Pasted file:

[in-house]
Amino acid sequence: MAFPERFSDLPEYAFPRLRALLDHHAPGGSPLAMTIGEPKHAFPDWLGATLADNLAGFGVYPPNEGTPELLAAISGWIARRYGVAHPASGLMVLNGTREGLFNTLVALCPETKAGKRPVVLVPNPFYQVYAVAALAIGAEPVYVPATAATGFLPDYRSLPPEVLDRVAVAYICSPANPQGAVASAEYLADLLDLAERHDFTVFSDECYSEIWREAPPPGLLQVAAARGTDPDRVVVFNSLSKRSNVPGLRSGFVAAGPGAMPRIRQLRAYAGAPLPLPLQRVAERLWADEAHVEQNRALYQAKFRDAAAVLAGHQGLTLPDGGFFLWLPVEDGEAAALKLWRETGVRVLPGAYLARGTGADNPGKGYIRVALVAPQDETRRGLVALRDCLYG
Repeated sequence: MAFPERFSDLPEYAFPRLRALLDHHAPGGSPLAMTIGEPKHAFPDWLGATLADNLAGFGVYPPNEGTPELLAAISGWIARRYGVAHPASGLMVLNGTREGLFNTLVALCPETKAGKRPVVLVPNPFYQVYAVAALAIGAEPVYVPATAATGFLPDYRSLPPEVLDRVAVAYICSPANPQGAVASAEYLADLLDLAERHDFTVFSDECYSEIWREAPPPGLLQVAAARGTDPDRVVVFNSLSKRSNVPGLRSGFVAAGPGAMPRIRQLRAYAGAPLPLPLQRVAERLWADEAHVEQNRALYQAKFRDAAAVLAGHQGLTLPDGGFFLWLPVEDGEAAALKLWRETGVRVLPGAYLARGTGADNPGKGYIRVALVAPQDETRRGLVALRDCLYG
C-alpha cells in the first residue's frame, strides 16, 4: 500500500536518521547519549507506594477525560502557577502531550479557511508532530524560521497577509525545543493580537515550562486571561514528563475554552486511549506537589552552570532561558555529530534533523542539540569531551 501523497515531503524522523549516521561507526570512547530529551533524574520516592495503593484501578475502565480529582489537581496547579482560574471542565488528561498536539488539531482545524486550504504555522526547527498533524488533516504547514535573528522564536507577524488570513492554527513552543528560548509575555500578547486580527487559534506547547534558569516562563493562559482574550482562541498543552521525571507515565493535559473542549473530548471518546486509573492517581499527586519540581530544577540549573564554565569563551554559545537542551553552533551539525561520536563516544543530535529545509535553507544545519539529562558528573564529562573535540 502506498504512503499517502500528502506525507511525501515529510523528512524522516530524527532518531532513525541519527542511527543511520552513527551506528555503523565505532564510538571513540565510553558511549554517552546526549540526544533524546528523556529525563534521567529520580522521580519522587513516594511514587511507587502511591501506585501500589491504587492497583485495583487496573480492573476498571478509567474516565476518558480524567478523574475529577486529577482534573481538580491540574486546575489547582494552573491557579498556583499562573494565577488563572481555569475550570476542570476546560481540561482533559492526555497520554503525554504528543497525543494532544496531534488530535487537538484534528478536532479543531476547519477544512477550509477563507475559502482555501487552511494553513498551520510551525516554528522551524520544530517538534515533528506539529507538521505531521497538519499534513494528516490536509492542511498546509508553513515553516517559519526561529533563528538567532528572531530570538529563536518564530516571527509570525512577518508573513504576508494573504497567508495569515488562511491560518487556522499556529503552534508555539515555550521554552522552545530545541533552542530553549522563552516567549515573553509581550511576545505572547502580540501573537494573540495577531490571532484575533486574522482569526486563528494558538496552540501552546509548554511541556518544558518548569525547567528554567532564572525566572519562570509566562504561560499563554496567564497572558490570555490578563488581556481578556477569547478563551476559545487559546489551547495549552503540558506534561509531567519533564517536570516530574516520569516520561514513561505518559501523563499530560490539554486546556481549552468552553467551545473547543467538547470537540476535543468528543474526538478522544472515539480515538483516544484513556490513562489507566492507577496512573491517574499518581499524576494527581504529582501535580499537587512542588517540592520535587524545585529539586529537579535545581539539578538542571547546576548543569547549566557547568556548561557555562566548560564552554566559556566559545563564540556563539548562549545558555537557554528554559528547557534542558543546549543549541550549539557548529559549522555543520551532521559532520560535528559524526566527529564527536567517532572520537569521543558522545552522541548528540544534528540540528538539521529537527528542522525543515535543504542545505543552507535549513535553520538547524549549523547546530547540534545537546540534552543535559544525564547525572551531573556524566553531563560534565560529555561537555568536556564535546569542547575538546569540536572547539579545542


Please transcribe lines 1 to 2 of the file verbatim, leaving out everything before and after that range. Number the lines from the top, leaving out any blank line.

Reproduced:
[in-house]
Amino acid sequence: MAFPERFSDLPEYAFPRLRALLDHHAPGGSPLAMTIGEPKHAFPDWLGATLADNLAGFGVYPPNEGTPELLAAISGWIARRYGVAHPASGLMVLNGTREGLFNTLVALCPETKAGKRPVVLVPNPFYQVYAVAALAIGAEPVYVPATAATGFLPDYRSLPPEVLDRVAVAYICSPANPQGAVASAEYLADLLDLAERHDFTVFSDECYSEIWREAPPPGLLQVAAARGTDPDRVVVFNSLSKRSNVPGLRSGFVAAGPGAMPRIRQLRAYAGAPLPLPLQRVAERLWADEAHVEQNRALYQAKFRDAAAVLAGHQGLTLPDGGFFLWLPVEDGEAAALKLWRETGVRVLPGAYLARGTGADNPGKGYIRVALVAPQDETRRGLVALRDCLYG